15 Comments

  • Geoffrey James says:

    In its majestic equality, the law forbids rich and poor alike from sleeping under bridges, stealing food and begging in the street.
    Anatole France

  • Jenna says:

    The context of the city’s unaffordability aside, the work itself sucks. It lacks imagination, grit, depth. Neither did Rodney Graham make the work himself… alienated proletariat of worker bees reduced to artisans fabricated the chandelier. If he is proudly “just the ideas person” then… joke’s on him as the piece is neither intellectually striking nor emotionally moving.

  • Sandra Shields says:

    Thanks for unpacking this so thoroughly! Much appreciated.

  • Glen Andersen says:

    I guess Ian Gillespie failed to fully absorb deBord in his art history studies, but that’s no surprise -in his race to become haute cultural tastemaker of the global bourgeoisie, he ran from his humble origins into the waiting arms of big banks only too happy to reward the fast hands of unhinged global capital. Should we feel sorry for poor Rodney sitting in the corner of the podium with his clown makeup half-smeared? No, it’s not good art or even good irony, which must have been the point. The joke’s on us for thinking the aspiration of the hapless bourgeois artist could do anything but land in the cultural meat processor of a Westbank. A folly for fools. The building it “supports” is equally wrongheaded. Not his (Bjarke Ingels) best work either.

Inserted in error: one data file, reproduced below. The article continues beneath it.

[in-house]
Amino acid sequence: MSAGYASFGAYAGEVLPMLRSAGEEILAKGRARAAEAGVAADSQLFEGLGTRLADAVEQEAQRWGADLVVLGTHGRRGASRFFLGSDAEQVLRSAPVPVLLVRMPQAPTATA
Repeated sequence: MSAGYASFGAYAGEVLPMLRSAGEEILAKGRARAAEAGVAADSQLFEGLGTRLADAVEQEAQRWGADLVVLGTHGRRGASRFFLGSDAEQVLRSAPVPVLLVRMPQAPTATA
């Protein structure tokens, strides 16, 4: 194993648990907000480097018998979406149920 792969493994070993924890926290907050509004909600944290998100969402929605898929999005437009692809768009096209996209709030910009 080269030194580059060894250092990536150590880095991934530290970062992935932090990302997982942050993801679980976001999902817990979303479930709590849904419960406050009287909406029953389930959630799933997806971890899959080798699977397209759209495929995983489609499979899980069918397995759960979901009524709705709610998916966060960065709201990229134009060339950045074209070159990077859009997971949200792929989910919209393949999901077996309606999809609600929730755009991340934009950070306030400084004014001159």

• Page Turner says:

    Long Cold March

    Every day at sunrise
    Out my window I watch
    Something that can only be described as
    The Long Cold March.

    Heavy laden with back packs
    Big plastics bags and such
    Up my street they parade
    Heads bent into the cold …

    They haven’t got much.

    Many men and some women
    Released from the shelters each day.
    They trudge for free food, warm rooms
    and look for a place they can stay.

    But there is nowhere no one that wants them
    And that is the hardest part.
    Trudging back to the shelters
    At the beginning of dark.

    Got to get there early
    Or you’re out on the street
    Got to hang onto your shoes
    Or you might lose your feet.

    This human parade haunts me
    For I am one rent cheque away
    From joining them at the shelters
    And in their long cold morning parade.

    This prospect haunts a lot of people
    But not enough to change it.
    There are people who build chandeliers under bridges
    Who likely could arrange it.

    Page Turner Dec 2019

  • Dennis Nella says: